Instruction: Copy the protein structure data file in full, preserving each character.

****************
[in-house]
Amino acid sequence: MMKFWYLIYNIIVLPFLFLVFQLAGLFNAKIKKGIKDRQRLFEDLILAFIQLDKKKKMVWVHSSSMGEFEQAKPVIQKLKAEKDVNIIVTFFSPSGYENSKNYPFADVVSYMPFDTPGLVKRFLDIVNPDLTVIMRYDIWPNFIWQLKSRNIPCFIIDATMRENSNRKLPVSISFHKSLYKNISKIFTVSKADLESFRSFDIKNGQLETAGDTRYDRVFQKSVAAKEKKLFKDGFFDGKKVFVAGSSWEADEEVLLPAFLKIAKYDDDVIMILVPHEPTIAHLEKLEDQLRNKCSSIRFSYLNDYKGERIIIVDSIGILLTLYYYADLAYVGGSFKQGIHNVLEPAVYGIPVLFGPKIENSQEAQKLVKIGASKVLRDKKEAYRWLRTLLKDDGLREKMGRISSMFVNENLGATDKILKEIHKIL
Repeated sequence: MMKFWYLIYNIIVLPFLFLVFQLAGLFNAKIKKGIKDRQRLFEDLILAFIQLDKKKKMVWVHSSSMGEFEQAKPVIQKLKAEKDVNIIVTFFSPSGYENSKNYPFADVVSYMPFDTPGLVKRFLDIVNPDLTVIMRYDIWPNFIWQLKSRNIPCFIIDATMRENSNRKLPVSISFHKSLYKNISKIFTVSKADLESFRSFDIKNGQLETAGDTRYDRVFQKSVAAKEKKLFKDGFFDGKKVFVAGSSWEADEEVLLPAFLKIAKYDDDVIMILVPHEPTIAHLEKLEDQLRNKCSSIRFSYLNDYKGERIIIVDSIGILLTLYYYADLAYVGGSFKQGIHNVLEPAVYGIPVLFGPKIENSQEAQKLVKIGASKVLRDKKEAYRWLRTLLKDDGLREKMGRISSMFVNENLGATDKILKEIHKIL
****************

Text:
[in-house]
Amino acid sequence: MMKFWYLIYNIIVLPFLFLVFQLAGLFNAKIKKGIKDRQRLFEDLILAFIQLDKKKKMVWVHSSSMGEFEQAKPVIQKLKAEKDVNIIVTFFSPSGYENSKNYPFADVVSYMPFDTPGLVKRFLDIVNPDLTVIMRYDIWPNFIWQLKSRNIPCFIIDATMRENSNRKLPVSISFHKSLYKNISKIFTVSKADLESFRSFDIKNGQLETAGDTRYDRVFQKSVAAKEKKLFKDGFFDGKKVFVAGSSWEADEEVLLPAFLKIAKYDDDVIMILVPHEPTIAHLEKLEDQLRNKCSSIRFSYLNDYKGERIIIVDSIGILLTLYYYADLAYVGGSFKQGIHNVLEPAVYGIPVLFGPKIENSQEAQKLVKIGASKVLRDKKEAYRWLRTLLKDDGLREKMGRISSMFVNENLGATDKILKEIHKIL
Repeated sequence: MMKFWYLIYNIIVLPFLFLVFQLAGLFNAKIKKGIKDRQRLFEDLILAFIQLDKKKKMVWVHSSSMGEFEQAKPVIQKLKAEKDVNIIVTFFSPSGYENSKNYPFADVVSYMPFDTPGLVKRFLDIVNPDLTVIMRYDIWPNFIWQLKSRNIPCFIIDATMRENSNRKLPVSISFHKSLYKNISKIFTVSKADLESFRSFDIKNGQLETAGDTRYDRVFQKSVAAKEKKLFKDGFFDGKKVFVAGSSWEADEEVLLPAFLKIAKYDDDVIMILVPHEPTIAHLEKLEDQLRNKCSSIRFSYLNDYKGERIIIVDSIGILLTLYYYADLAYVGGSFKQGIHNVLEPAVYGIPVLFGPKIENSQEAQKLVKIGASKVLRDKKEAYRWLRTLLKDDGLREKMGRISSMFVNENLGATDKILKEIHKIL